Architects can fill the vision vacuum. Architects will not be alone in producing visions of the future. Indeed, technologists are currently dominating the media when it comes to visions of drones, autonomous vehicles, and other technologies that promise to revolutionize city living. But for who? At what expense? Funded how? Governed by whom? With most politicians unable or unwilling to engage in the details of technology, our political sector has failed to harness emerging technologies such as autonomous vehicles, machine learning, computer vision, and the like to produce optimistic visions of post-industrial life. The vacuum is currently being filled by for-profit companies with their own agendas. By recommitting to the architect’s obligation to always consider the public you can create compelling visions of the future that enhance the common good in practical and plausible ways.

US Patent #US9777502B2, currently assigned to Amazon Technologies Inc, offers a glimpse of the "accelerationist" view of buildings as a limited form of infrastructure for the deployment of technological services such as deliveries by flying drones. We might consider this a feat of raw engineering that is awaiting a shell, a form, or a narrative that expands its false functionalism into a more robust presence in our cities.

IMG: US Patent Office

A century ago designers and architects took on the challenge of expressing the new technologies of that era. Le Corbusier obsessed over automobiles and airplanes, developing architectural forms that abstractly expressed those technologies and their milieu (5). Raymond Loewy created a formal language to domesticate and make familiar such significant changes to everyday life as the introduction of electrical appliances and the railroad (6).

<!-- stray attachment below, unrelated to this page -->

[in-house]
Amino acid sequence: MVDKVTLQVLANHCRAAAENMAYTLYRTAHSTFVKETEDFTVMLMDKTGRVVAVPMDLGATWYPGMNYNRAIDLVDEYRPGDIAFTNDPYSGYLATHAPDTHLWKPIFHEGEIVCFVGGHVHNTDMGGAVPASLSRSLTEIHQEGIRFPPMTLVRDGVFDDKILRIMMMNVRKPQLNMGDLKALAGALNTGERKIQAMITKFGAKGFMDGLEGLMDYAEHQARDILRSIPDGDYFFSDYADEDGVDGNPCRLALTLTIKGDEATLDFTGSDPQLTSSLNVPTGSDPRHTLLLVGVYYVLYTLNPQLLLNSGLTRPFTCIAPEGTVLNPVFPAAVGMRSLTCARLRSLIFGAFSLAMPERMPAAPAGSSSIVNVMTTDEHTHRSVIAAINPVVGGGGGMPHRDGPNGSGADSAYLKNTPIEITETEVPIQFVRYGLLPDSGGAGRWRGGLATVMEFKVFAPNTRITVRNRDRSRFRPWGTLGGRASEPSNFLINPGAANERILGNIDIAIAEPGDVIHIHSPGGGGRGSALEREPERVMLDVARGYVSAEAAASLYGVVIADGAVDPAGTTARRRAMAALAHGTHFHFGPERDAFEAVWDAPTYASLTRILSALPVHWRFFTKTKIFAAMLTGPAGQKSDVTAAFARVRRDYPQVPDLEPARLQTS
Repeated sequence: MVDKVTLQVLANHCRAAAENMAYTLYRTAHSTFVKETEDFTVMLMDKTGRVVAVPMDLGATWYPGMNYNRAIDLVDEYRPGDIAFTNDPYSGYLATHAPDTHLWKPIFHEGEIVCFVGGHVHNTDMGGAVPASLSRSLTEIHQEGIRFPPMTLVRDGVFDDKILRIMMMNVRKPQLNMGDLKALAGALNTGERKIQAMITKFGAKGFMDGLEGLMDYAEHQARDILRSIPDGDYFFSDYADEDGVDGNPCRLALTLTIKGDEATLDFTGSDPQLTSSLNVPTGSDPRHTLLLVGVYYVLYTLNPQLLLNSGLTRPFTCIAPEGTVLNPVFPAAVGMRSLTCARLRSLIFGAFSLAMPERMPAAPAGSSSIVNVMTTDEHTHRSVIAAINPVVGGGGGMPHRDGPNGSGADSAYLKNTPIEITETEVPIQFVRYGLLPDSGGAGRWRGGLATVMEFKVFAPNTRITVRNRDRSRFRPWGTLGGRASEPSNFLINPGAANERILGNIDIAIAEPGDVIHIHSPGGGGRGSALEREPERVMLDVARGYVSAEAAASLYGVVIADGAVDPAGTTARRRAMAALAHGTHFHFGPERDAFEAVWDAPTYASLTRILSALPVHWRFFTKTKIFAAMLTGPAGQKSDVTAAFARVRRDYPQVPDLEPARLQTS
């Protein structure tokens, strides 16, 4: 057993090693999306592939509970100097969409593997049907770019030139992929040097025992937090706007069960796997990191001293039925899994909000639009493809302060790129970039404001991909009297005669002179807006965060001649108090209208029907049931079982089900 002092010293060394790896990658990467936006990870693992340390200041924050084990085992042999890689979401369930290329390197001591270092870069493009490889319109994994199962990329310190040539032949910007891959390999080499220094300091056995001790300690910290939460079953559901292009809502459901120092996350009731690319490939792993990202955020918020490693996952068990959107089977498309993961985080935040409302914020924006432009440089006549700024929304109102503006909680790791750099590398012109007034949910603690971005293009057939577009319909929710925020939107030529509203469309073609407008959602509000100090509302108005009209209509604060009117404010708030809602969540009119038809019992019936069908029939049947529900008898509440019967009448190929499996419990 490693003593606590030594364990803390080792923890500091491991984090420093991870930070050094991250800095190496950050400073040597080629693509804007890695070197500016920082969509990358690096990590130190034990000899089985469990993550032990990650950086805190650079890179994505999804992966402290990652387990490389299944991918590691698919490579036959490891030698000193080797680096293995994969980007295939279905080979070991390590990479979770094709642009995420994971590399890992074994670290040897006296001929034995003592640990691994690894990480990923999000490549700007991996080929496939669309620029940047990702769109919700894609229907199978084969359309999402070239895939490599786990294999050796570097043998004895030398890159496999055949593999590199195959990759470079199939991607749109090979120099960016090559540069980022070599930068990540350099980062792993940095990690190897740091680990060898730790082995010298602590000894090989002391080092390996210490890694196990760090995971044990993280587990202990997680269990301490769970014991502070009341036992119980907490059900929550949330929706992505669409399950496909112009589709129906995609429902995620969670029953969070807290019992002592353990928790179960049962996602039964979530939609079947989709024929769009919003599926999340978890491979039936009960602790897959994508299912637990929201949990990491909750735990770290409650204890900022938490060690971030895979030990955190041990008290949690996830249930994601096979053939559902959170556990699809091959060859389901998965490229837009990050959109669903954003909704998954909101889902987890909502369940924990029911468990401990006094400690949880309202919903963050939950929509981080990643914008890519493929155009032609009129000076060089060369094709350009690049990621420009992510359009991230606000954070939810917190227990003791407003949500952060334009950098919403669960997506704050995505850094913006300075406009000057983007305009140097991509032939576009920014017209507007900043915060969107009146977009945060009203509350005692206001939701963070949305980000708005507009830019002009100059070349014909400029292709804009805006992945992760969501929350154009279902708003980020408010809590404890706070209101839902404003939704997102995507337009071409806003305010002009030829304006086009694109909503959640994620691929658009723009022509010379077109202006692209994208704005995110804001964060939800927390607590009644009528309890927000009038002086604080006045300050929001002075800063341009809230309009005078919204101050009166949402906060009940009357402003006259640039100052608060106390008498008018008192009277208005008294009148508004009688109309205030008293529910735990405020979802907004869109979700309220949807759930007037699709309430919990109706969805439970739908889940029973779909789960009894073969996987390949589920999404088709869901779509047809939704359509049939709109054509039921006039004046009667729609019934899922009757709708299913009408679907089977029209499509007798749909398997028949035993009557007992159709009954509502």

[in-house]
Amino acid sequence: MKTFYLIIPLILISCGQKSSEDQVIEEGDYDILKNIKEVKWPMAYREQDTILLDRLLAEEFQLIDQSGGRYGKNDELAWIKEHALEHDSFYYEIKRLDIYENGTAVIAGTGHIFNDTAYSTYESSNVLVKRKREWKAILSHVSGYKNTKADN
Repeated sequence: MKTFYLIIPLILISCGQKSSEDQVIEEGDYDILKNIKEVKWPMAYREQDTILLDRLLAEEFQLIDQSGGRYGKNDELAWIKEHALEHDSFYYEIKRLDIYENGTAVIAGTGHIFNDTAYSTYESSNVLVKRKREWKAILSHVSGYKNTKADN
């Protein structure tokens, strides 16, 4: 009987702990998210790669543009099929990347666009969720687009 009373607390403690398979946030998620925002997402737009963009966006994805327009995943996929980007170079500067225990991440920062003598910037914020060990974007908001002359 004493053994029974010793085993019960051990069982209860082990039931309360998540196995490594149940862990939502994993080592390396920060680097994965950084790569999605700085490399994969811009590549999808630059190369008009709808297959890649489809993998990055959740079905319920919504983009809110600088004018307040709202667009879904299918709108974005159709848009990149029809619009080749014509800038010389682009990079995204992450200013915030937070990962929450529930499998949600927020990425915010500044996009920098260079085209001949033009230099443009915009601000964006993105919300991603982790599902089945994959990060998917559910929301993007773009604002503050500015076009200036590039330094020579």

Le Corbusier's ground plan of the Villa Savoy, showing a radius designed to accommodate the turning circle of vehicles, is an attempt to make sense of a new technology, how it relates to humans, and the way in which it could inspire new architectural forms.

IMG: Œuvre Complete

Sunbeam T9 Toaster designed by Raymond Loewy and sold in the 1930s. As Susan Heller described in the New York Times, "When Raymond Loewy and the century were young, the look of life was different. Everyday objects were bulky, colors were dowdy and machines bristled with ungainly protuberances." Loewy helped craft a visual language that brought electrical appliances into our homes and high speed vehicles into our cities.

IMG: Unknown

Today the discipline of architecture has the opportunity to remember that it is fundamentally a discipline of the future—of shaping what could be, of proposing what should be, and of enabling what will be. We are once again asked to make sense of technological change and to harness the potential for upheaval that comes with it. We are challenged to get to know the technologies of autonomous vehicles and robots in simple, even dumb, terms. We are challenged to understand how they work, when they break, what rituals of everyday life they will make obsolete, and what new potentials they will enable. Once we’ve done this, we’re asked to design buildings that are expressive of this new era.

We will naturally be more skeptical than earlier generations. After all, we’ve seen what automobiles did to our cities while we were asleep at the wheel. Still, the pressing reality of the macro trends described above calls us to save our cynicism for the bar, while cautiously centering our optimism in the studio. If the job of the architect is inherently to produce images of possible futures, don’t you think that we should spend our time producing visions of the future that are worth fighting for?

Further Materials

  1. Course Announcement (NewspaperPresentation)
  2. Syllabus
  3. Supplemental Readings